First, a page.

United States District Court, District of Columbia
ADAM M. DOWNS, et al., Plaintiffs,
JSP COMPANIES, INC., et al., Defendants.
L. FRIEDRICH UNITED STATES DISTRICT JUDGE
the Court is the Plaintiffs' Motion for Entry of Default
Judgment. Dkt. 9. For the reasons that follow, the motion
will be granted in part and denied in part.
plaintiffs are administrators of two benefit plans: the
Laborers' International Union North America National
Pension Fund (“LIUNA Pension Fund”) and the
Service Contract Education and Training Trust Fund
(“Education Fund”). Compl. ¶¶ 5, 7,
Dkt. 1. Both plans are multiemployer employee benefit plans
organized under the Employee Retirement Income Security Act
(“ERISA”). Id. ¶¶ 6, 8;
see 29 U.S.C. § 1002(3), (37). As set forth in
the complaint, the plans provide pension, education, and job
training benefits to eligible employees on whose behalf
employers contribute pursuant to collective bargaining
agreements with the Laborers' International Union or its
affiliated district councils. Compl. ¶¶ 6,
8. The complaint alleges that Defendant JSP
Companies, Inc. (“JSP”) is a corporation with its
primary office in Washington, D.C. and an “employer in
an industry affecting commerce” as defined by ERISA.
Id. ¶ 9; see 29 U.S.C. § 1002(5),
(11), (12). Defendant Jaime Canales is the owner and
president of JSP. Compl. ¶ 10. Under ERISA and
collective bargaining agreements with Public Service
Employees Union 527, JSP must make contributions to the LIUNA
Pension Fund and the Education Fund based on the number of
hours worked by its employees in covered employment. See
Id. ¶¶ 11, 12, 23, 24. JSP is also obligated
to pay interest on delinquent contributions. See Id.
¶¶ 17, 29. In this action, the plaintiffs seek a
total judgment of $142, 397.81 based on allegations that the
defendants failed to make required contributions.
Id. ¶¶ 21, 32; Pls.' Mot. at 1-3, Dkt.
9; Pls.' Mem. at 10-15, Dkt. 9-1. The plaintiffs also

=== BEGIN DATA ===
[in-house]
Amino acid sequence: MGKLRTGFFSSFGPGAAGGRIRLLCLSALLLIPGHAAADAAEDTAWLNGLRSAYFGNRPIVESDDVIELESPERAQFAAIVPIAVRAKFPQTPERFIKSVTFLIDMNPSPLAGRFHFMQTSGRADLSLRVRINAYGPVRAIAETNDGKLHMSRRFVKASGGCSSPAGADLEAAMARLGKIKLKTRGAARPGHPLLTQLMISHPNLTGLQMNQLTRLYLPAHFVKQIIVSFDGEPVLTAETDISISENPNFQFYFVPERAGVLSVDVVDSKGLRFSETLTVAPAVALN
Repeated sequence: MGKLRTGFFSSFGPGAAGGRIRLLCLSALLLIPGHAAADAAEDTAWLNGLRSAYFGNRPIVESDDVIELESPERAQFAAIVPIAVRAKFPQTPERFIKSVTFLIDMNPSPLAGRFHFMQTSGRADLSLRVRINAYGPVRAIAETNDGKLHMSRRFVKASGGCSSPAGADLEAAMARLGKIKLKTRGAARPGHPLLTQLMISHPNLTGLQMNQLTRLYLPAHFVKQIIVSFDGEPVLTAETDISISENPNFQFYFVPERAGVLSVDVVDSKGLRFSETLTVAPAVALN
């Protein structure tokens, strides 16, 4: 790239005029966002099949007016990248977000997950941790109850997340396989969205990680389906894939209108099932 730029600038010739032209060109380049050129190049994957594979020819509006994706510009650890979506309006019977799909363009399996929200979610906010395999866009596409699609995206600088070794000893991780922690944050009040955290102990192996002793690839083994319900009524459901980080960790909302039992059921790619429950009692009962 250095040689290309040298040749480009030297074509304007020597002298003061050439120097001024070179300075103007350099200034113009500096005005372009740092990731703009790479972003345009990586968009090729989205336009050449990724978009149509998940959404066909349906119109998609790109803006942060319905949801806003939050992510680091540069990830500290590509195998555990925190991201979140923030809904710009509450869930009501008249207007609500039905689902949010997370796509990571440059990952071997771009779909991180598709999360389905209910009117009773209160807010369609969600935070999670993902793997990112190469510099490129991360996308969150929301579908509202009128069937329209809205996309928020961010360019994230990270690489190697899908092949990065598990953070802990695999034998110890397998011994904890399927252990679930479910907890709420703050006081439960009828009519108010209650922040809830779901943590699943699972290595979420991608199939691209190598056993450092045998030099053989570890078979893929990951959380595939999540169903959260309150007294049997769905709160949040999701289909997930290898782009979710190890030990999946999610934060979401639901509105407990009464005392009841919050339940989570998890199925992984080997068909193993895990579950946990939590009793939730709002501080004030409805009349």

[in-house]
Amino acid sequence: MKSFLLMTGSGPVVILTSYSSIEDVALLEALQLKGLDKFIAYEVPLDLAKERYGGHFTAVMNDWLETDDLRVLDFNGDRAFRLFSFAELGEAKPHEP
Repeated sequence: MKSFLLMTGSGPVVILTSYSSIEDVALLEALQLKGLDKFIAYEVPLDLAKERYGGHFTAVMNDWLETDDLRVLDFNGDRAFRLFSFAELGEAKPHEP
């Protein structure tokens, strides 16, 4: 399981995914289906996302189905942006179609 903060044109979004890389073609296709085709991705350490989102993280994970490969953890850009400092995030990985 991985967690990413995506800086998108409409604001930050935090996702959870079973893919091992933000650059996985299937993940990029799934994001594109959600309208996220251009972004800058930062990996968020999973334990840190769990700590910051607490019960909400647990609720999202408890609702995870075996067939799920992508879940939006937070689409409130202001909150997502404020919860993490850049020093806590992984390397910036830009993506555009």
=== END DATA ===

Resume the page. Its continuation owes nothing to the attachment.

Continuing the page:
seek equitable relief, namely orders directing the defendants
to submit to an audit, pay audit costs, pay delinquent
contributions and interest identified by the audit, and
comply with their contractual and statutory obligations.
See Compl. at 18-19; Pls.' Mem. at 15-17.
plaintiffs filed the complaint in this action on January 24,
2017. Dkt 1. Jaime Canales was duly served with the complaint
and summons on February 2, 2017. Aff. of Service, Dkt. 3. JSP
was duly served with the complaint and summons on February 9,
2017. Aff. of Service, Dkt. 4. Because the defendants did not
answer or otherwise respond to the complaint within the time
period allotted by Rule 12 of the Federal Rules of Civil
Procedure, the plaintiffs requested an entry of default. Dkt.
5. The plaintiffs also mailed a copy of their request to the
defendants. Dkt. 5-4. The Clerk of the Court entered default
on March 13, 2017. Dkt. 7; Dkt. 8. On September 1, 2017, the
plaintiffs moved this Court to enter a default judgment
against the defendants under Rule 55(b)(2). Dkt. 9. The case
was reassigned to the undersigned judge on December 4, 2017.
Federal Rules of Civil Procedure empower a federal district
court to enter a default judgment against a defendant who
fails to defend its case. Fed.R.Civ.P. 55(b)(2); Keegel
v. Key W. & Caribbean Trading Co., 627 F.2d 372, 375
n.5 (D.C. Cir. 1980). While federal policy generally favors
resolving disputes on their merits, default judgments are
appropriate “when the adversary process has been halted